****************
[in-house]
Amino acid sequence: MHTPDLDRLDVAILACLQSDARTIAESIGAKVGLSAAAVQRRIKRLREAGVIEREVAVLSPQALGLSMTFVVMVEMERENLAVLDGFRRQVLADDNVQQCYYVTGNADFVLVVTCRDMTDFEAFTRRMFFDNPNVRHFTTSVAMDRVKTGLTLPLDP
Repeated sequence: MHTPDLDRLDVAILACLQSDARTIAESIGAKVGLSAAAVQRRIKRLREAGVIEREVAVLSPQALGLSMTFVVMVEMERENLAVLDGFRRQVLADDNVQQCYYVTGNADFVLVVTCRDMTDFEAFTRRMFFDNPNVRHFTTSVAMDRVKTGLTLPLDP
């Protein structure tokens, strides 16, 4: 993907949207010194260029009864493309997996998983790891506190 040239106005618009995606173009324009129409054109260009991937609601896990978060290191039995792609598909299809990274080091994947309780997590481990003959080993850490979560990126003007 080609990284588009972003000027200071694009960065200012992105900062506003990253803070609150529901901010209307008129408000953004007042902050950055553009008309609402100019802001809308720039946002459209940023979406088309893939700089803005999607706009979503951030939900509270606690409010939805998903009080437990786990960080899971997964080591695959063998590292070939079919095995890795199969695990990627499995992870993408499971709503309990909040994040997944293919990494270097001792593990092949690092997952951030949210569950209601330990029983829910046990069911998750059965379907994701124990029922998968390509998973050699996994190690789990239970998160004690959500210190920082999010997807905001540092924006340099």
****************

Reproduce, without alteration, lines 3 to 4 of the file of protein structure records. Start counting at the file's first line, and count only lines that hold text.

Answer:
Repeated sequence: MHTPDLDRLDVAILACLQSDARTIAESIGAKVGLSAAAVQRRIKRLREAGVIEREVAVLSPQALGLSMTFVVMVEMERENLAVLDGFRRQVLADDNVQQCYYVTGNADFVLVVTCRDMTDFEAFTRRMFFDNPNVRHFTTSVAMDRVKTGLTLPLDP
């Protein structure tokens, strides 16, 4: 993907949207010194260029009864493309997996998983790891506190 040239106005618009995606173009324009129409054109260009991937609601896990978060290191039995792609598909299809990274080091994947309780997590481990003959080993850490979560990126003007 080609990284588009972003000027200071694009960065200012992105900062506003990253803070609150529901901010209307008129408000953004007042902050950055553009008309609402100019802001809308720039946002459209940023979406088309893939700089803005999607706009979503951030939900509270606690409010939805998903009080437990786990960080899971997964080591695959063998590292070939079919095995890795199969695990990627499995992870993408499971709503309990909040994040997944293919990494270097001792593990092949690092997952951030949210569950209601330990029983829910046990069911998750059965379907994701124990029922998968390509998973050699996994190690789990239970998160004690959500210190920082999010997807905001540092924006340099």